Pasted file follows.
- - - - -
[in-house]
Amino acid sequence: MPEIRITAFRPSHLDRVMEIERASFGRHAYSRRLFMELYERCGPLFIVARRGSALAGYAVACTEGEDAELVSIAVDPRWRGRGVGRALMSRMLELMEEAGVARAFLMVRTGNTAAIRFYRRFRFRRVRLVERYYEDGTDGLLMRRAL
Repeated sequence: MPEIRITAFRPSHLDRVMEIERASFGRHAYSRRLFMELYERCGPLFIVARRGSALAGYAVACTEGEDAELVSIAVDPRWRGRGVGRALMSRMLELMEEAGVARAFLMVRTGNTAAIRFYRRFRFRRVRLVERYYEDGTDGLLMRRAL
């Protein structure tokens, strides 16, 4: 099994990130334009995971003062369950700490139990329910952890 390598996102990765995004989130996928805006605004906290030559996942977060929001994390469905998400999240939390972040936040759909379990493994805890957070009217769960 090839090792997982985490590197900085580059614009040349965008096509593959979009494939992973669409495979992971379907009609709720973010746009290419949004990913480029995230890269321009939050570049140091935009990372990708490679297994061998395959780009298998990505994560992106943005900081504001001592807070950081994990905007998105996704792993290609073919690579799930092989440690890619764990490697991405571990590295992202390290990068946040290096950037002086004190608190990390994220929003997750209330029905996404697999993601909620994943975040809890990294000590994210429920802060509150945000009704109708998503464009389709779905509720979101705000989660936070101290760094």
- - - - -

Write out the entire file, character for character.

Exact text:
[in-house]
Amino acid sequence: MPEIRITAFRPSHLDRVMEIERASFGRHAYSRRLFMELYERCGPLFIVARRGSALAGYAVACTEGEDAELVSIAVDPRWRGRGVGRALMSRMLELMEEAGVARAFLMVRTGNTAAIRFYRRFRFRRVRLVERYYEDGTDGLLMRRAL
Repeated sequence: MPEIRITAFRPSHLDRVMEIERASFGRHAYSRRLFMELYERCGPLFIVARRGSALAGYAVACTEGEDAELVSIAVDPRWRGRGVGRALMSRMLELMEEAGVARAFLMVRTGNTAAIRFYRRFRFRRVRLVERYYEDGTDGLLMRRAL
């Protein structure tokens, strides 16, 4: 099994990130334009995971003062369950700490139990329910952890 390598996102990765995004989130996928805006605004906290030559996942977060929001994390469905998400999240939390972040936040759909379990493994805890957070009217769960 090839090792997982985490590197900085580059614009040349965008096509593959979009494939992973669409495979992971379907009609709720973010746009290419949004990913480029995230890269321009939050570049140091935009990372990708490679297994061998395959780009298998990505994560992106943005900081504001001592807070950081994990905007998105996704792993290609073919690579799930092989440690890619764990490697991405571990590295992202390290990068946040290096950037002086004190608190990390994220929003997750209330029905996404697999993601909620994943975040809890990294000590994210429920802060509150945000009704109708998503464009389709779905509720979101705000989660936070101290760094």